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2019 closes on excellent results for Gallo Nero wines, while 2020 makes an auspicious start, with the success of the latest harvest: a classic vintage year with slightly above average quantities thanks to very even weather trends. The wines in the cellars, destined to become the 2019 Chianti Classicos, already show plenty of promise in terms of quality: fresh-tasting and harmonious, thanks to well-balanced acidity and tannins, with nicely concentrated texture and excellent aromas.

Financially, 2019 was a very positive year for the designation’s wines. At the close of business last year, sales were still slightly higher than the previous year, and this trend has continued in January 2020 (+10% compared to January 2019). Generally speaking, the overall value of the designation is increasing, starting with the grapes: the market price per quintal from the 2019 harvest was 10% higher than the previous year, offering greater profits to grape-growing estates that do not bottle their wines.

As far as bottled wines are concerned, the “premium” types of Chianti Classico – Riserva and Gran Selezione –  are also growing in both value and sales volume. In 2019 these two types jointly accounted for 42% of production and 55% of the turnover (source: Maxidata). Gran Selezione performed particularly well, with a 15% increase in sales compared to the previous year.

Looking at the Chianti Classico markets, while we wait and see whether or not the threat of import/export taxes will materialise, the USA is once again the top market, as it has been for over 15 years: over one-third of Chianti Classico bottles are sold in America (34% of total sales); holding second place is the domestic market, which currently accounts for 22% of total Chianti Classico sales. Next is Canada in third place (10%), which has proved a very rewarding market in recent years.

With or without Brexit, the United Kingdom is a growing market, currently in fourth place (7%): the Consorzio Vino Chianti Classico will continue to invest here in 2020 with various events and promotional activities. Next among the consolidated markets is Germany (6%), also the object of specific focus for the Consortium’s marketing strategy. After Germany, come Scandinavia, Switzerland, and Japan.

“We are very satisfied with Chianti Classico’s strongly held position on international markets,” says Giovanni Manetti, Chairman of the Consortium, “and particularly the positive trend in the US and Canada, as well as the steady business from all the other traditional Gallo Nero wine markets. We also appreciate the results from the domestic market, which reward our many efforts towards relaunching the designation over the years, culminating in the introduction of Gran Selezione, the new type of Chianti Classico, onto the market in 2014. But there is still plenty that can and must be done, and one of my main goals as Chairman is to further promote the designation while continuing to consolidate its value and image in the sector of fine wines worldwide“.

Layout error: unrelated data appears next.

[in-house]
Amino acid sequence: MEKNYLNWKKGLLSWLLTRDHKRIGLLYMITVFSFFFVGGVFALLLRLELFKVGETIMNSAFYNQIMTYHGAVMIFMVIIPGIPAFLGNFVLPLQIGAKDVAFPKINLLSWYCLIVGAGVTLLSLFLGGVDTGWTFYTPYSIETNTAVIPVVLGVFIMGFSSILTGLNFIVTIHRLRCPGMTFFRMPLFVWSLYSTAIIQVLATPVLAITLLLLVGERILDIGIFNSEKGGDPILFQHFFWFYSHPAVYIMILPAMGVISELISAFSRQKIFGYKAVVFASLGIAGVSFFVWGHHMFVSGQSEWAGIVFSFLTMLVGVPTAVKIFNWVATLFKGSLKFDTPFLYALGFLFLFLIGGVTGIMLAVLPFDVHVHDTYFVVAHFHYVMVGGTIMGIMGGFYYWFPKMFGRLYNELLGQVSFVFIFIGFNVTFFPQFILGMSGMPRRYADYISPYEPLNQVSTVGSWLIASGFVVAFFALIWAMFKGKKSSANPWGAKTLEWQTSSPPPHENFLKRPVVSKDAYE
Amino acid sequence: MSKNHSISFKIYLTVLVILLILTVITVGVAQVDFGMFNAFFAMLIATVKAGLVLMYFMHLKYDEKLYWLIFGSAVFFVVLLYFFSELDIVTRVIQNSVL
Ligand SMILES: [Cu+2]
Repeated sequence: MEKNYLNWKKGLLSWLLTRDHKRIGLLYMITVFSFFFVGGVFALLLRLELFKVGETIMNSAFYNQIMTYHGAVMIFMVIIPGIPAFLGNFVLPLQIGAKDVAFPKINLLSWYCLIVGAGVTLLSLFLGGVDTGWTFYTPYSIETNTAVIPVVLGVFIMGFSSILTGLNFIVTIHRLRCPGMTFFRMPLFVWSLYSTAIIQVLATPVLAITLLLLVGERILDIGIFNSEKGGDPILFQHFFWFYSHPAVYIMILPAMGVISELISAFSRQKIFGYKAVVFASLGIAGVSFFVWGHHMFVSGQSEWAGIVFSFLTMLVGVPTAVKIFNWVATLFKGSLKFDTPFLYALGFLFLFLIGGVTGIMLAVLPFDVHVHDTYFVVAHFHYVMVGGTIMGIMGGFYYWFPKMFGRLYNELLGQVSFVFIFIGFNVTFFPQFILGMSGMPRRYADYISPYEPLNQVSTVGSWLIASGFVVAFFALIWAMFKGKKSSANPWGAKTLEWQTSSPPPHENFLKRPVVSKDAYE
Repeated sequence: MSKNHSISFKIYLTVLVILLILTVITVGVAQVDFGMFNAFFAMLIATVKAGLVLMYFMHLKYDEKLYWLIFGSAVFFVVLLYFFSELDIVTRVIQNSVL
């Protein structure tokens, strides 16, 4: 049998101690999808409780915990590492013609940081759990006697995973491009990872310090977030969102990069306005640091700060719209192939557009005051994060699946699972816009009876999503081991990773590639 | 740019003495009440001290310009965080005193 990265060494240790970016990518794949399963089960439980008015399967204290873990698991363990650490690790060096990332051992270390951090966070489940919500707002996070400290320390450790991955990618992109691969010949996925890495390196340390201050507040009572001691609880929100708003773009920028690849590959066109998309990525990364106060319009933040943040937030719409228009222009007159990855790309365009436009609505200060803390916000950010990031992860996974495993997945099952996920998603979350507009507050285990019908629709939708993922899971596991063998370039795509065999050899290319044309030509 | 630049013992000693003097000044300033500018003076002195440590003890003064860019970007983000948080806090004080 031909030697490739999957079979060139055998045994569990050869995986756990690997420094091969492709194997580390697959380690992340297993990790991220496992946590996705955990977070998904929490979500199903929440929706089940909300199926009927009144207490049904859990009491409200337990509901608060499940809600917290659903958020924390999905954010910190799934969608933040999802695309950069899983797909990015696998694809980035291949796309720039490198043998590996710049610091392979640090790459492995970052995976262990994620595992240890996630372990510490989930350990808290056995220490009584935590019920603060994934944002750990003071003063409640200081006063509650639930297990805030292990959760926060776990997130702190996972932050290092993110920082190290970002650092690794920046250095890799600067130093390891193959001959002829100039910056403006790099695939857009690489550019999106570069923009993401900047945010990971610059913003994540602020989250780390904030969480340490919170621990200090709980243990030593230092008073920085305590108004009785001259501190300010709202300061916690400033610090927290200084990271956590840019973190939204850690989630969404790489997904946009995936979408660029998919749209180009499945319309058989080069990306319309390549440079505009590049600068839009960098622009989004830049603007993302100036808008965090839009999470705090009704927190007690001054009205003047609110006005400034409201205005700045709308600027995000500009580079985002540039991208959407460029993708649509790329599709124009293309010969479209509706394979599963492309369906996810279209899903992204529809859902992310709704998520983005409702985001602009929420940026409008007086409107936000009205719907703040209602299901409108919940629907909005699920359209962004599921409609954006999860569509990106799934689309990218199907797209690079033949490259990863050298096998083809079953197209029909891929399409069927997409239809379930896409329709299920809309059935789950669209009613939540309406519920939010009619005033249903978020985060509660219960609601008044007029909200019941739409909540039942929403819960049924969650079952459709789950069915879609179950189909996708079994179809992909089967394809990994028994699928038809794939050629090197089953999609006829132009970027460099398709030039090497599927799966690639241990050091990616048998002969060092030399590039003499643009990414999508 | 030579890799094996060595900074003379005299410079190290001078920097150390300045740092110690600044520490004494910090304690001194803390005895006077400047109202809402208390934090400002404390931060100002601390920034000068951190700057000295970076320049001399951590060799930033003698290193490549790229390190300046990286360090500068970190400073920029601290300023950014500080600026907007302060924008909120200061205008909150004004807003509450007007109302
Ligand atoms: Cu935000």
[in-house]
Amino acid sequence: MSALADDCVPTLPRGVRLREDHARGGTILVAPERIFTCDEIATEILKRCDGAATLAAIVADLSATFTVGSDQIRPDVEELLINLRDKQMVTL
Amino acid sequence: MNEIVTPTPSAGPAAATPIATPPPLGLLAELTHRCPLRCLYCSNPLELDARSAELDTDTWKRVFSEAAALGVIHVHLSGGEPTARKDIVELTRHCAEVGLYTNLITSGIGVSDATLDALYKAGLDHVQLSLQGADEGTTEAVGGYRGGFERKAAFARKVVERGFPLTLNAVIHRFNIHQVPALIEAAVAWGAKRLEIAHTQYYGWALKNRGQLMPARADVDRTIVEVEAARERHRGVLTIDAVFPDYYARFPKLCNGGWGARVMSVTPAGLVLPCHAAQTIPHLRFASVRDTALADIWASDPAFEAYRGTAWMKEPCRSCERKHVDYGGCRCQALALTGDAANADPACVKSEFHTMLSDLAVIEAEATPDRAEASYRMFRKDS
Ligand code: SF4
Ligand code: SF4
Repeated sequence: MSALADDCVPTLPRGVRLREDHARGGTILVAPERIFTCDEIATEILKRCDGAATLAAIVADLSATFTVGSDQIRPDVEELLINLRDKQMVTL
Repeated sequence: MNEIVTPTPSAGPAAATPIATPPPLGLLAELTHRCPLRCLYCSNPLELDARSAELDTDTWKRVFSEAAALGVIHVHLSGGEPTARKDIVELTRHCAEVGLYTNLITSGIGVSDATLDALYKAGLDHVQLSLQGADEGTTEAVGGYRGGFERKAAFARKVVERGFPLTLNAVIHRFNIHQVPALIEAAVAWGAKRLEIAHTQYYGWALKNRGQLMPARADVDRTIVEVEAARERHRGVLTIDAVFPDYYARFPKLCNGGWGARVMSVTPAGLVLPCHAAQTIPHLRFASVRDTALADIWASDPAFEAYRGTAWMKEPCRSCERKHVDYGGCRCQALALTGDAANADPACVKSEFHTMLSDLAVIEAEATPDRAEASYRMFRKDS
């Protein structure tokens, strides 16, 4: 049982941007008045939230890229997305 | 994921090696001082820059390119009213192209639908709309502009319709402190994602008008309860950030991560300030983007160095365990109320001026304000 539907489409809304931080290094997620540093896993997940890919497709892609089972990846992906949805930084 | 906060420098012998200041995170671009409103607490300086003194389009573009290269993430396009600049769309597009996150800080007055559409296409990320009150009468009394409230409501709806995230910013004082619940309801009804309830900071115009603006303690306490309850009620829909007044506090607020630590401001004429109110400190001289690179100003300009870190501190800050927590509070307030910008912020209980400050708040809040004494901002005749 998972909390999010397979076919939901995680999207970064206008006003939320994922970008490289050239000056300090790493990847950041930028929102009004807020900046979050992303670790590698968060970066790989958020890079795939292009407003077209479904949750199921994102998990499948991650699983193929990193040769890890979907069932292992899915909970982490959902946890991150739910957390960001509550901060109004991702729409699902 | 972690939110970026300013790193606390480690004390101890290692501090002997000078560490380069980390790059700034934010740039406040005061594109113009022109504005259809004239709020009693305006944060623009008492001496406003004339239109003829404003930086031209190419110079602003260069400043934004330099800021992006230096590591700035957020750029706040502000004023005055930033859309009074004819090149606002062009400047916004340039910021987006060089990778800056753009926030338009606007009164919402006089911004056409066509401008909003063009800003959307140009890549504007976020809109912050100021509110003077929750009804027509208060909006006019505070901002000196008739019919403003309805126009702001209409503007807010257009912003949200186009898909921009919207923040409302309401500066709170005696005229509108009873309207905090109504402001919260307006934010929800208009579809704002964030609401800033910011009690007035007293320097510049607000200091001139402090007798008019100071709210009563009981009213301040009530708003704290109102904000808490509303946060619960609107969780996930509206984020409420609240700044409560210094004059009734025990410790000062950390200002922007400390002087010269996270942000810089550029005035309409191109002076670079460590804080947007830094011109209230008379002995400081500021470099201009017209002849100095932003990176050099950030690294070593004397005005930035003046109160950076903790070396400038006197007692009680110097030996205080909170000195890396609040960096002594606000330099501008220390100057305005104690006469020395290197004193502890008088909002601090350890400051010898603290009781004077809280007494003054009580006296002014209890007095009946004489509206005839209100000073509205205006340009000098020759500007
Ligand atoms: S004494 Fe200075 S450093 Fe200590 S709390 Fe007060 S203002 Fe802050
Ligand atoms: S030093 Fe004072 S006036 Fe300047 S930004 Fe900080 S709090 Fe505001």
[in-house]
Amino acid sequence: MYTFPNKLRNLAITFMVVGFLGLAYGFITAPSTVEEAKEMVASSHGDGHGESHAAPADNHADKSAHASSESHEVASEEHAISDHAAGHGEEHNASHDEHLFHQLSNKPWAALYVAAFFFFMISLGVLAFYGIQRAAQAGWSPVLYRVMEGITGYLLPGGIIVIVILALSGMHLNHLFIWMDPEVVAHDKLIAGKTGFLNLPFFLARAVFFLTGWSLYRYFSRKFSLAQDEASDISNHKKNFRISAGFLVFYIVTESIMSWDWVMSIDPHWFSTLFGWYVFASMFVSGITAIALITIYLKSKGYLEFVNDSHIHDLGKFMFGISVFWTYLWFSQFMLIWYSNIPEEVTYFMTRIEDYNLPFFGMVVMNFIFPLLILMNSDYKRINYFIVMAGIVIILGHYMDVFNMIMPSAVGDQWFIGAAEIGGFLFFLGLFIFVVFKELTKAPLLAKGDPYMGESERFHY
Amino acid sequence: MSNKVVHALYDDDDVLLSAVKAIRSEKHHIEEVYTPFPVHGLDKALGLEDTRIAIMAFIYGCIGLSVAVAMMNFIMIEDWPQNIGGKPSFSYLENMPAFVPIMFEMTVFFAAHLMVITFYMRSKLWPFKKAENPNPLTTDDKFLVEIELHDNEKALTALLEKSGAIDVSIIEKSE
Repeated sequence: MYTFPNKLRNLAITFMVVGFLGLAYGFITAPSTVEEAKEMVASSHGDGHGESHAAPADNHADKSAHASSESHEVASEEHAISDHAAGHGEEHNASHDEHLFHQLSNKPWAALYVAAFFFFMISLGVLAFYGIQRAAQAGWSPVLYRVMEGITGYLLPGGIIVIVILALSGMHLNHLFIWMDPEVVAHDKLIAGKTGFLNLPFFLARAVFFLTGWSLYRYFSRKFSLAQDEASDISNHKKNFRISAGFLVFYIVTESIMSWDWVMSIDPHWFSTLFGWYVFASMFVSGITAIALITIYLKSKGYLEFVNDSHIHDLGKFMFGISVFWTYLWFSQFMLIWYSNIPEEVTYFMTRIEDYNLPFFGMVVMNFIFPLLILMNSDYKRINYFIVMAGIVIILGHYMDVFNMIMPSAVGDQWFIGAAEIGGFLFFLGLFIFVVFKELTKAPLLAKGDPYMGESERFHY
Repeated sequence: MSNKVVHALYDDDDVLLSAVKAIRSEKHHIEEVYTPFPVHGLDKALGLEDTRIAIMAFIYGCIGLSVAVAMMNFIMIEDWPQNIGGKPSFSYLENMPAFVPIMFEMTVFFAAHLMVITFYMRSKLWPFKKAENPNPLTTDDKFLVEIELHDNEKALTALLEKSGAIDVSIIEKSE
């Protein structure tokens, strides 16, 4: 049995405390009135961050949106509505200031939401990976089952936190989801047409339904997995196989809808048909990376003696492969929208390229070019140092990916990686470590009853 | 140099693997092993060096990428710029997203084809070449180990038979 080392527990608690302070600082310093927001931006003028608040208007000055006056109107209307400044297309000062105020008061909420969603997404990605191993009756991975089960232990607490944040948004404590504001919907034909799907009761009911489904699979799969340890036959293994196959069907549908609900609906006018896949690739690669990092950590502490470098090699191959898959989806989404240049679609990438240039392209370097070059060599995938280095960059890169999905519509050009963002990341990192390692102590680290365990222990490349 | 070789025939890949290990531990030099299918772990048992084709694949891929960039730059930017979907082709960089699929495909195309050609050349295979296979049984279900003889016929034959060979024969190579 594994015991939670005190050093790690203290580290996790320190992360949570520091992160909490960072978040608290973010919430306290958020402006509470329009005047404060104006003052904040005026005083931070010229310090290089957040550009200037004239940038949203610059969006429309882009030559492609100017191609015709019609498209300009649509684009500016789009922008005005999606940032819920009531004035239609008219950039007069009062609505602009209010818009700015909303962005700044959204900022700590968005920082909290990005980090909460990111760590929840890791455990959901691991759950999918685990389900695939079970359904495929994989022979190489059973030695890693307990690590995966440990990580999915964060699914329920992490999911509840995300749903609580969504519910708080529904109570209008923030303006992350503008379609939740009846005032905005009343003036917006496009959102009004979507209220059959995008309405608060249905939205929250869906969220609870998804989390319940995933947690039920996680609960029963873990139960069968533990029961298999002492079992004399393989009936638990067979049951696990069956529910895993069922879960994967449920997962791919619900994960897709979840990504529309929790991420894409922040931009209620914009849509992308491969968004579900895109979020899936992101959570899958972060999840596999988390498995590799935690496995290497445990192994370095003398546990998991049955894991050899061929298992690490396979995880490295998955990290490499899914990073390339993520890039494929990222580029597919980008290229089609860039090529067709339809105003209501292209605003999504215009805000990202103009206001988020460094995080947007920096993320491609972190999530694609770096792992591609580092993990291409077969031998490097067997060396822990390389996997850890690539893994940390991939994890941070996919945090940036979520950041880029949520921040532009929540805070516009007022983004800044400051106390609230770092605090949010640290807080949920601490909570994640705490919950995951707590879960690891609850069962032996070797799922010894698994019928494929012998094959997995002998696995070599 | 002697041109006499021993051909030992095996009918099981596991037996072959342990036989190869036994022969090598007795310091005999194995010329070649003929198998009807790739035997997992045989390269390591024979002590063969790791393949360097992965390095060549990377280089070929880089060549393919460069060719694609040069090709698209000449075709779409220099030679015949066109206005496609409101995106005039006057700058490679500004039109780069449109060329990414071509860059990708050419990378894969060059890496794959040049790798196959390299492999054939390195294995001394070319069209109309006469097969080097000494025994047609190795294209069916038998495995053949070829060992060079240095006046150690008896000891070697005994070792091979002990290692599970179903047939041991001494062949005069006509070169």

The Consortium’s research into Gallo Nero sales reveals that Chianti Classico can boast a highly unusual penetration of the market; while sales remain strongly concentrated on traditional markets, Gallo Nero wines also reach unexpected destinations beyond the usual trade routes and in all continents: the DOC wines are distributed across over 130 countries worldwide.

“For some years the Consortium has been investing in enhancing its traditional markets with innovative activities, enabling us to gain an increasingly steady and widespread presence across the various countries” says Chairman Manetti. “As far as possible we will try not to neglect anyone: every country is important for Chianti Classico and thanks to more detailed knowledge of sales trends and prices on the various markets, 2020 will be a year in which we will create even more personalised and targeted activities, to make sure the strategic markets like Germany, England or far-off Japan continue to grow, as well as opening new outlets and conquering new consumer categories in still-emerging markets”.

The Consortium’s goal is to establish a stable and equal income for the whole network, an indispensable factor in medium-long term business planning and a fundamental element in the process of increasing the designation’s overall value. The positive financial overview is the result of an ongoing pursuit of quality: attention to the compatibility of our winegrowing practice with the ecosystem of the Chianti Classico region is a key to guaranteeing this highly suitable area a long life. The area will benefit further from the activities of the Distretto Rurale del Chianti (created in May 2019) and UNESCO World Heritage candidacy for the landscape.

Lastly, it should be remembered that the Consorzio Vino Chianti Classico is Italy’s oldest producers’ association, now 96 years old, and one of the most active on the national and international overview: there are currently 515 members, 354 of which are wine estates presenting their own labels on the market.

The estimated overall turnover for the Chianti Classico area is about 800 million euro and the total value of our bottled wines over 400 million euro.